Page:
October 2012 - Especially over the last few years, the aerospace industry has succeeded in developing many innovations aimed at reducing the fuel consumption of aircraft and thus sparing the environment. As well as new, light composite materials, low-resistance surfaces are also becoming very important, for the lower the aerodynamic resistance of an aircraft is, the lower the propulsive output required and hence the amount of energy needed. To improve the aerodynamics of modern passenger aircraft still further, the microstructure of the surface can be altered. One possibility for improving the surface structure is to harness the riblet effect in sharks. Riblets are circumferential grooves in the scales a few micrometers in size that optimize the flow behavior of certain shark species. The effect of these microscopically small grooves is to prevent any turbulence flowing at right angles to the direction of flow and so to reduce the resistance.
The phenomenon of the streamlined sharkskin has been known for about 30 years. The challenge of the long-term experiment conducted as part of the EU's Clean Sky research project is to transfer the known biological structures to corresponding technical processes. In the two-year Multifunctional Coating research project, which has been under way since the summer of 2011, Lufthansa Technik has joined forces with Airbus and the Fraunhofer Institute for Manufacturing Technology and Advanced Materials (IFAM) to investigate the durability of these surfaces in real-life flying operations. The idea is that the insights gained will show how resilient these structures are under the environmental influences encountered during flying operations and whether an economically viable service life can be demonstrated.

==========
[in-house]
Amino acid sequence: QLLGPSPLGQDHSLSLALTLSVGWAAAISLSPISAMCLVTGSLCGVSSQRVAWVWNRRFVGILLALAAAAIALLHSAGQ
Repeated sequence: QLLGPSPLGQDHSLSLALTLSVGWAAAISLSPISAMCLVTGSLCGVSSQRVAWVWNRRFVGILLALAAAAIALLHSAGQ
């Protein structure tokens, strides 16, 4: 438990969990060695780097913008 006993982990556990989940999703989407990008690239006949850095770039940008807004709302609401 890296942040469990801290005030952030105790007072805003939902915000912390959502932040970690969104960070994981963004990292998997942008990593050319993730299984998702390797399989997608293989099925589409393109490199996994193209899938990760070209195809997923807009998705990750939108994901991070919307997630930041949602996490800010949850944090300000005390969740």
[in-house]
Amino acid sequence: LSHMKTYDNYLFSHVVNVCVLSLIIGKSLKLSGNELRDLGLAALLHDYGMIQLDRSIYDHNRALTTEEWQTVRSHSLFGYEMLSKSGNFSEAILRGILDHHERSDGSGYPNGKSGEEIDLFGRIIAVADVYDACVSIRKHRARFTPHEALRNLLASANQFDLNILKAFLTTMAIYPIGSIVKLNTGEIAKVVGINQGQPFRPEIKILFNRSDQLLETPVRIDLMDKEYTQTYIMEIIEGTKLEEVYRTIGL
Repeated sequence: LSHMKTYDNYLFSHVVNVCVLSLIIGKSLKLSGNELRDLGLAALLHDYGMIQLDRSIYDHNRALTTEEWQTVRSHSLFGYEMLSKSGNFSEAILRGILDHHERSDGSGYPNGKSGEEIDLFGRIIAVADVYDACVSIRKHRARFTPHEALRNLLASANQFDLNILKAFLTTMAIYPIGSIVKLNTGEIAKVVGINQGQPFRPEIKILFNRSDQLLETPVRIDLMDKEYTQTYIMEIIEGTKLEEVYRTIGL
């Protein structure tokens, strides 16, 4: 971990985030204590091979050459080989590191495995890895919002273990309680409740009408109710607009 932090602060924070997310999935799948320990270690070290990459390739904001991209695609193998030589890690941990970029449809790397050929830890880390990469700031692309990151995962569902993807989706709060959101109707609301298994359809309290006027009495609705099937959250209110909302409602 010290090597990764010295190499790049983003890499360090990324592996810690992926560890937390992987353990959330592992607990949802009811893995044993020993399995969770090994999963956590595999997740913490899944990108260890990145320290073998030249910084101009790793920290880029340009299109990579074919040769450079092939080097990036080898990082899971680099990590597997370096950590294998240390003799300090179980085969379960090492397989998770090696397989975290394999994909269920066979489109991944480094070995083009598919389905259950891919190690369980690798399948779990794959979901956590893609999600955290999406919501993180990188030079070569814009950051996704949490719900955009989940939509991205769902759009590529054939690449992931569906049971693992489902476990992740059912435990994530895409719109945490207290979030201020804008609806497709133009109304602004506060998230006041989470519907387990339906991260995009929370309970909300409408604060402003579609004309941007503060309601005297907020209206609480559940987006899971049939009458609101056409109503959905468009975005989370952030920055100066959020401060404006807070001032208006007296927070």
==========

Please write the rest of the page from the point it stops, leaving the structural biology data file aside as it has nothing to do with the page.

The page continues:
To obtain reliable measurement results, eight patches each 10 x 10 centimeters in size were attached to the fuselage and wings of two Lufthansa Airbus A340's. For this purpose a special lacquer system that is hardened by ultraviolet light, contains only a minute amount of volatile solvent and can withstand the high stresses encountered in flight was developed. The new lacquer system is also dirt-repellent, UV-stable and, thanks to nanotechnology, highly abrasion- and erosion-resistant. To apply the microstructured lacquer coating to the patches, a novel procedure that accurately transfers the microstructure to the lacquer, known as the "simultaneous stamp hardening method", was developed. As in the case of negative pressure, the lacquer is applied using a silicon film that bears the inverse of the riblet structure and is cured under ultraviolet light before the film is removed.
If the tests currently under way confirm the positive results, the next stage in the research project will be to test larger patches before a highly automated application procedure is then developed. At the end of the development chain there should then be a highly accurate, fast and cost-effective procedure available that allows the entire structure to be lacquered as if with a normal surface lacquer. On the basis of the results to date it looks as if it will be possible to reduce fuel consumption by over one percent. In this way the project will significantly enhance the positive image of Lufthansa Technik with regard to technology lead, durability and environmental sustainability.